Israel carries out aerial spraying of herbicides near Palestinian farmlands

A Palestinian farmer works on his land in eastern Gaza Strip (Mohammed Hajjar - MEE)

Maha Hussaini

Middle East Eye  /  March 18, 2022

Gazan farmers fear a season of ruined crops and the long-term consequences of Israel’s ongoing practice.

For four days in a row, Israeli crop duster planes have been flying near the eastern Gaza Strip, spraying chemicals believed to be herbicides in close to Palestinian lands adjacent to the border fence. 

The frequency of the spray is determined by the direction of the wind, eyewitnesses say, adding that the spray stops when it rains, or when the wind blows “in the opposite direction”.

“They only start spraying along the border fence when the wind blows west, in the direction of the Palestinian lands, in order to allow the herbicides to cover a larger area inside our lands,” Palestinian farmer Youssef Abu Maghadid told Middle East Eye on Thursday.

“But when the wind starts blowing east, they immediately stop because it would harm them.”

In Gaza, around 40,000 Palestinians depend on farming as their only source of livelihood. 

Maghadid estimates that the latest spraying was conducted over at least 60 hectares of farmland, directly affecting the livelihood of 35 to 40 farmers.

Farming made difficult

The Israeli army regularly claims that the herbicides are used to clear vegetation in the buffer zone on the Gaza side of the fence in order to have a clearer view of the area for military purposes.

But Palestinians say the policy inflicts wide-ranging damage on the residents of Gaza. Maghadid accused the Israeli authorities of intentionally damaging Palestinian crops in the eastern farmlands using various tactics over the years.

“We have been going through the same scenario for years now, every couple of weeks they send drones to spray our lands to damage the crops so that they can monitor the area more clearly.

“Sometimes this happens only a few days before the harvest season… You can imagine the amount of losses we endure,” said the 47-year-old farmer.

Aside from the spraying of herbicides, Palestinian farmers also have to deal with the constant firing of tear gas by Israeli forces deployed along the border fence in eastern Gaza.

“Just today alone, Israeli forces fired more than 10 tear gas canisters at shepherds to keep them away from the buffer zone, but the wind blows the gas towards us, and we have to leave our lands several times a day to avoid inhaling it. This happens on a daily basis and several times a day,” Maghadid said.

‘Herbicidal warfare on Gaza’

According to rights groups, Israel has been conducting aerial herbicide spraying in this area for several years, and the activity is typically carried out “without prior notification or warning to Palestinian farmers”.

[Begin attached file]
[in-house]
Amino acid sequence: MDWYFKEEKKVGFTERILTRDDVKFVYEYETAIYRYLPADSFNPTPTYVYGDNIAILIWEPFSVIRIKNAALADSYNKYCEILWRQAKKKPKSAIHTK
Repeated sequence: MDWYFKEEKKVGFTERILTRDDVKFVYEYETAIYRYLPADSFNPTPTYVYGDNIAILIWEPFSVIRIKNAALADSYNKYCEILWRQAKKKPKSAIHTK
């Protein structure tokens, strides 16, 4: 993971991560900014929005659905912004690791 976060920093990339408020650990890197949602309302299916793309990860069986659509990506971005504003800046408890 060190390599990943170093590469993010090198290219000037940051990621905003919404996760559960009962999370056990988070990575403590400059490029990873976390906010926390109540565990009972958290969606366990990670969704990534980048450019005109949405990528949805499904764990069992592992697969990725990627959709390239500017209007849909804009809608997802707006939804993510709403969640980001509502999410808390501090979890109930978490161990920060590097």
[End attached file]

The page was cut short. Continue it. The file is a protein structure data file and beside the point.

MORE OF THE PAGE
Israel carries out the spraying when the wind is blowing westward, which transports the chemicals “deep into Gaza”, reaching distances “as far as 1,200 metres into the Strip”, activists say.

“Since 2014, the clearing and bulldozing of agricultural and residential lands by the Israel military close to the eastern border of Gaza has been complemented by the unannounced aerial spraying of crop-killing herbicides,” the research group Forensic Architecture found in 2019.

The London-based agency spent over a year examining the environmental and legal implications of the Israeli practice of aerial spraying of herbicides along the Gaza border.

“This ongoing practice has not only destroyed entire swaths of formerly arable land along the border fence, but also crops and farmlands hundreds of metres deep into Palestinian territory, resulting in the loss of livelihoods for Gazan farmers,” the agency said in a statement.

Recurring losses

Farmers would not see the full scope of damage caused by herbicides until days or weeks after the spraying activity, said Iyad Abughleba.

“We still cannot determine if the spraying has incurred any damage to the crops. It usually takes up to eight to 10 days until dark spots start appearing on the leaves, and this is when we know that they are damaged and cannot be harvested,” the local farmer told MEE.

“We are supposed to harvest the crops, including peppers, courgette and wheat in the next two or three months. If the herbicides have indeed affected the crops, which we will know in around a week, then the whole season is ruined, and tens of thousands of dollars are lost,” Abughleba said.

As a result, many farmers are facing increasing debts due to Israel’s continuous practice aimed at damaging Palestinian crops, Abughleba said.

The situation worsened when Israel attacked Gaza in May 2021, leading to an estimated loss of $204m in Gaza’s agricultural sector, according to the Palestinian Ministry of Agriculture.

“We are still struggling with the consequences of the last attack on Gaza that causes us huge damage due to the shelling and levelling of lands, as well as abandoning the crops throughout the 11 days of the attack and then having to deal with Israel’s decision to close the borders and prevent exports,” Abughleba said.

“We are not ready for another year in which our agricultural lands are targeted continuously.”

Maha Hussaini is an award-winning journalist and human rights activist based in Gaza